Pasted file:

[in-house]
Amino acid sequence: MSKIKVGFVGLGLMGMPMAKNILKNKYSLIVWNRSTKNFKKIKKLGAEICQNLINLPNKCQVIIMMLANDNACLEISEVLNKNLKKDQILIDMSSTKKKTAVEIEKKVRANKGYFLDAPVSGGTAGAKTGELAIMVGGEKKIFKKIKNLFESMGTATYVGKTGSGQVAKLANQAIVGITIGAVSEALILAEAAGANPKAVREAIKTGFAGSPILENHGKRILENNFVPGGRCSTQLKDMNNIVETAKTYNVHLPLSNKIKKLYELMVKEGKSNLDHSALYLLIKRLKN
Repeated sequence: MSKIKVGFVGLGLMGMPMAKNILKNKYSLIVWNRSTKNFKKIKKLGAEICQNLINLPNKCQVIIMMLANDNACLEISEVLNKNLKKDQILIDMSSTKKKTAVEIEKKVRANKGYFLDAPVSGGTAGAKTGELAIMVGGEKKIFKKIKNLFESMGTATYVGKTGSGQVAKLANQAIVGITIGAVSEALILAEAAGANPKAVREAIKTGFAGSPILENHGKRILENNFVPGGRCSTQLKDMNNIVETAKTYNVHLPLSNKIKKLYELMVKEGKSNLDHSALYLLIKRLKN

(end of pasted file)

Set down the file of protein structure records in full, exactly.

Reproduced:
[in-house]
Amino acid sequence: MSKIKVGFVGLGLMGMPMAKNILKNKYSLIVWNRSTKNFKKIKKLGAEICQNLINLPNKCQVIIMMLANDNACLEISEVLNKNLKKDQILIDMSSTKKKTAVEIEKKVRANKGYFLDAPVSGGTAGAKTGELAIMVGGEKKIFKKIKNLFESMGTATYVGKTGSGQVAKLANQAIVGITIGAVSEALILAEAAGANPKAVREAIKTGFAGSPILENHGKRILENNFVPGGRCSTQLKDMNNIVETAKTYNVHLPLSNKIKKLYELMVKEGKSNLDHSALYLLIKRLKN
Repeated sequence: MSKIKVGFVGLGLMGMPMAKNILKNKYSLIVWNRSTKNFKKIKKLGAEICQNLINLPNKCQVIIMMLANDNACLEISEVLNKNLKKDQILIDMSSTKKKTAVEIEKKVRANKGYFLDAPVSGGTAGAKTGELAIMVGGEKKIFKKIKNLFESMGTATYVGKTGSGQVAKLANQAIVGITIGAVSEALILAEAAGANPKAVREAIKTGFAGSPILENHGKRILENNFVPGGRCSTQLKDMNNIVETAKTYNVHLPLSNKIKKLYELMVKEGKSNLDHSALYLLIKRLKN